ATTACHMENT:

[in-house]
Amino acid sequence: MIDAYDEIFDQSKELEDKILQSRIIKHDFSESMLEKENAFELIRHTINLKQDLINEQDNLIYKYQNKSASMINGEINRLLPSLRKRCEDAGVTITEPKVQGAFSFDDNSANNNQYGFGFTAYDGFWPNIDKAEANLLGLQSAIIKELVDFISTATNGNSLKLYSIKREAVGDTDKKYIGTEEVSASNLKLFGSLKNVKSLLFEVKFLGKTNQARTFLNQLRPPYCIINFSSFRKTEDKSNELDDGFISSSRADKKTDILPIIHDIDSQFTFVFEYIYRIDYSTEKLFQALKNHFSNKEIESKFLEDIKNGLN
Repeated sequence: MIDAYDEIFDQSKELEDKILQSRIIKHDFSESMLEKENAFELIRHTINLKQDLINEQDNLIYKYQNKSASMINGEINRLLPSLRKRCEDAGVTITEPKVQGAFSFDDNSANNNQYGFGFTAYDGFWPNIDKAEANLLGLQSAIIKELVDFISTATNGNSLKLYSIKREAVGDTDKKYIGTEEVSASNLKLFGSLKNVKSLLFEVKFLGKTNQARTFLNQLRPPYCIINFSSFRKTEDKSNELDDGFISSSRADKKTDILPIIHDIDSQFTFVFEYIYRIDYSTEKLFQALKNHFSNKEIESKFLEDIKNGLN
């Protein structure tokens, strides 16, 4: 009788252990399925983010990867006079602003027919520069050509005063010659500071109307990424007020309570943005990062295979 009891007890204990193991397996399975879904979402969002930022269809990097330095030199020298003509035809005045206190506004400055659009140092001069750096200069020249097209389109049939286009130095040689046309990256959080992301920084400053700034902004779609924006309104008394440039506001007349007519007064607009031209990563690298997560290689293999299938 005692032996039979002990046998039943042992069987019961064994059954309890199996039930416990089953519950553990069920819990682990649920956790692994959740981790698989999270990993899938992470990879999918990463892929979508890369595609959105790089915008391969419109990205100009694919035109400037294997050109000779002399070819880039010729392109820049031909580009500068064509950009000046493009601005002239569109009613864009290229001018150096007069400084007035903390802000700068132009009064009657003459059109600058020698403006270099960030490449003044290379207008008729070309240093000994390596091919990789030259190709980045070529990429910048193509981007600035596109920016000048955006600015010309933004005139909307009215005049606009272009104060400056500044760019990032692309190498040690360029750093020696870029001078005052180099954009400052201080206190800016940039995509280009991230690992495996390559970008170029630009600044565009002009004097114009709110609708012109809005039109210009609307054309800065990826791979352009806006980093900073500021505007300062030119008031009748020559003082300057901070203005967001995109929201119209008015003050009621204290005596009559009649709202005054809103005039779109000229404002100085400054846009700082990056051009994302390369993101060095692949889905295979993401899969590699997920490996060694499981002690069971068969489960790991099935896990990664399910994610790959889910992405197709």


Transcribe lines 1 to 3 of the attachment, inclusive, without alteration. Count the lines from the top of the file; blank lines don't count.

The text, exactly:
[in-house]
Amino acid sequence: MIDAYDEIFDQSKELEDKILQSRIIKHDFSESMLEKENAFELIRHTINLKQDLINEQDNLIYKYQNKSASMINGEINRLLPSLRKRCEDAGVTITEPKVQGAFSFDDNSANNNQYGFGFTAYDGFWPNIDKAEANLLGLQSAIIKELVDFISTATNGNSLKLYSIKREAVGDTDKKYIGTEEVSASNLKLFGSLKNVKSLLFEVKFLGKTNQARTFLNQLRPPYCIINFSSFRKTEDKSNELDDGFISSSRADKKTDILPIIHDIDSQFTFVFEYIYRIDYSTEKLFQALKNHFSNKEIESKFLEDIKNGLN
Repeated sequence: MIDAYDEIFDQSKELEDKILQSRIIKHDFSESMLEKENAFELIRHTINLKQDLINEQDNLIYKYQNKSASMINGEINRLLPSLRKRCEDAGVTITEPKVQGAFSFDDNSANNNQYGFGFTAYDGFWPNIDKAEANLLGLQSAIIKELVDFISTATNGNSLKLYSIKREAVGDTDKKYIGTEEVSASNLKLFGSLKNVKSLLFEVKFLGKTNQARTFLNQLRPPYCIINFSSFRKTEDKSNELDDGFISSSRADKKTDILPIIHDIDSQFTFVFEYIYRIDYSTEKLFQALKNHFSNKEIESKFLEDIKNGLN